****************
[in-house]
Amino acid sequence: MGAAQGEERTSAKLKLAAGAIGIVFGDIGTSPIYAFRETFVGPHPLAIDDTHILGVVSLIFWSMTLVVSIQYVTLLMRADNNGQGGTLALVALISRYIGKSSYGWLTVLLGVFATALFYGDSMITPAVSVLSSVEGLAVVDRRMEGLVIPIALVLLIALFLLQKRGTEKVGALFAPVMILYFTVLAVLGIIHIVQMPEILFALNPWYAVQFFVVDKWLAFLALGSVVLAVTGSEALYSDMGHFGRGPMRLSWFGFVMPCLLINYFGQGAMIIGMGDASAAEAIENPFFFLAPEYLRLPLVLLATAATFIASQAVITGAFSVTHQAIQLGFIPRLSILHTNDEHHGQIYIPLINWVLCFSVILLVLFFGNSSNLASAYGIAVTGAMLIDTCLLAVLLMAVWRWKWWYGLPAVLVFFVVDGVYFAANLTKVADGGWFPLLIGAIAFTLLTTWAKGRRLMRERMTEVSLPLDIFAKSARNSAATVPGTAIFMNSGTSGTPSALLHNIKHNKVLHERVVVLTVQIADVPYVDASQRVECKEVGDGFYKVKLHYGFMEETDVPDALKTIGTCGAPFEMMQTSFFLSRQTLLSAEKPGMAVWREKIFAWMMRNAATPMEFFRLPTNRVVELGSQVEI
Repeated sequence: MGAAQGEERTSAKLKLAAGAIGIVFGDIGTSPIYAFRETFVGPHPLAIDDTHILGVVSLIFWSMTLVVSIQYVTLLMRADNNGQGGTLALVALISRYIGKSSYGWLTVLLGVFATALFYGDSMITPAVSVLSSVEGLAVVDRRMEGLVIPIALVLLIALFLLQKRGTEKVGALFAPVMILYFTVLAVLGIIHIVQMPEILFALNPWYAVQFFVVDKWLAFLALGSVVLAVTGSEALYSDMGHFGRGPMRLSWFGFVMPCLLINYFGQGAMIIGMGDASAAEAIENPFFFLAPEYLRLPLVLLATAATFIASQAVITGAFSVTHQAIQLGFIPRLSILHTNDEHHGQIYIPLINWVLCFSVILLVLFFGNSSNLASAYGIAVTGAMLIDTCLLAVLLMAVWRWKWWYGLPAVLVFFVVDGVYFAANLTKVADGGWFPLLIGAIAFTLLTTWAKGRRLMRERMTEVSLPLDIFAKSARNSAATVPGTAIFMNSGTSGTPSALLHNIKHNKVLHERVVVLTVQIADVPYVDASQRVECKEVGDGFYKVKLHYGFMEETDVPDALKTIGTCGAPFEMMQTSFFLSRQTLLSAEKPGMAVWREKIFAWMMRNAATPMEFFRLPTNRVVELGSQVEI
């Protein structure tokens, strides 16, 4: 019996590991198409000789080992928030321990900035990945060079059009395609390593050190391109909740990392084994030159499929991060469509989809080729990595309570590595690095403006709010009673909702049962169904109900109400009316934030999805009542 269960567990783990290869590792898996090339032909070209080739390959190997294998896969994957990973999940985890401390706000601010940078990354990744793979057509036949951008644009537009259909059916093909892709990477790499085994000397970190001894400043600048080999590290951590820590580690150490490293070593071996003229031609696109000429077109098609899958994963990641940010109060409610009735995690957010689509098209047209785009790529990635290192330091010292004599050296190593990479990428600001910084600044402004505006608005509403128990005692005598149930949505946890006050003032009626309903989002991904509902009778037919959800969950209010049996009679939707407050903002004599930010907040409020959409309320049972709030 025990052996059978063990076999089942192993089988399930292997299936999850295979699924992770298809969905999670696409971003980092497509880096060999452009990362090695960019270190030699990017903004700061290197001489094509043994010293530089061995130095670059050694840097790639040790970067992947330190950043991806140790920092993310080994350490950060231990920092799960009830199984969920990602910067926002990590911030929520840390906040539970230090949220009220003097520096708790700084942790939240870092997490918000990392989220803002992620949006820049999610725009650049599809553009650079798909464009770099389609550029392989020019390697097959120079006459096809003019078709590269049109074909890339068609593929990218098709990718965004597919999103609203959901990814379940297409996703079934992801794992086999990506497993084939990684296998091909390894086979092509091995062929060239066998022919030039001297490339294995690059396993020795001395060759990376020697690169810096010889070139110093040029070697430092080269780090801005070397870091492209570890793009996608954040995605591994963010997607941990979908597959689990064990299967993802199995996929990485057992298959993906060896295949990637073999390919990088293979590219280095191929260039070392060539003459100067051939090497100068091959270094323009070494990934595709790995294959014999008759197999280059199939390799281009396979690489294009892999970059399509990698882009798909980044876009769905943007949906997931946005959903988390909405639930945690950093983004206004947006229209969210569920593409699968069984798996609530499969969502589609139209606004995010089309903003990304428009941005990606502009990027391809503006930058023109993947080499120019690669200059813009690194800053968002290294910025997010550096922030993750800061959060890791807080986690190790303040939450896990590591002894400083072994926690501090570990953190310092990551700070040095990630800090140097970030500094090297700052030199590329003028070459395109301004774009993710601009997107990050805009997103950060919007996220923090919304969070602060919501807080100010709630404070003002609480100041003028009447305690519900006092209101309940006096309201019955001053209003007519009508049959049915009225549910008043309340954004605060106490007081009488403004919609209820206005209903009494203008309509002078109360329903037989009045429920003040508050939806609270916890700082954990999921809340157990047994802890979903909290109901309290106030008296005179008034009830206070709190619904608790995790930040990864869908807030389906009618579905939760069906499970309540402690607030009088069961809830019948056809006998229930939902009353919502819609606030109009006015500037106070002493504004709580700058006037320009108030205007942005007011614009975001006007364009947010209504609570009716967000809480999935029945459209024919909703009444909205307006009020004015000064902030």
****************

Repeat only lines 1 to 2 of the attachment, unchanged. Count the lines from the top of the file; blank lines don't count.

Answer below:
[in-house]
Amino acid sequence: MGAAQGEERTSAKLKLAAGAIGIVFGDIGTSPIYAFRETFVGPHPLAIDDTHILGVVSLIFWSMTLVVSIQYVTLLMRADNNGQGGTLALVALISRYIGKSSYGWLTVLLGVFATALFYGDSMITPAVSVLSSVEGLAVVDRRMEGLVIPIALVLLIALFLLQKRGTEKVGALFAPVMILYFTVLAVLGIIHIVQMPEILFALNPWYAVQFFVVDKWLAFLALGSVVLAVTGSEALYSDMGHFGRGPMRLSWFGFVMPCLLINYFGQGAMIIGMGDASAAEAIENPFFFLAPEYLRLPLVLLATAATFIASQAVITGAFSVTHQAIQLGFIPRLSILHTNDEHHGQIYIPLINWVLCFSVILLVLFFGNSSNLASAYGIAVTGAMLIDTCLLAVLLMAVWRWKWWYGLPAVLVFFVVDGVYFAANLTKVADGGWFPLLIGAIAFTLLTTWAKGRRLMRERMTEVSLPLDIFAKSARNSAATVPGTAIFMNSGTSGTPSALLHNIKHNKVLHERVVVLTVQIADVPYVDASQRVECKEVGDGFYKVKLHYGFMEETDVPDALKTIGTCGAPFEMMQTSFFLSRQTLLSAEKPGMAVWREKIFAWMMRNAATPMEFFRLPTNRVVELGSQVEI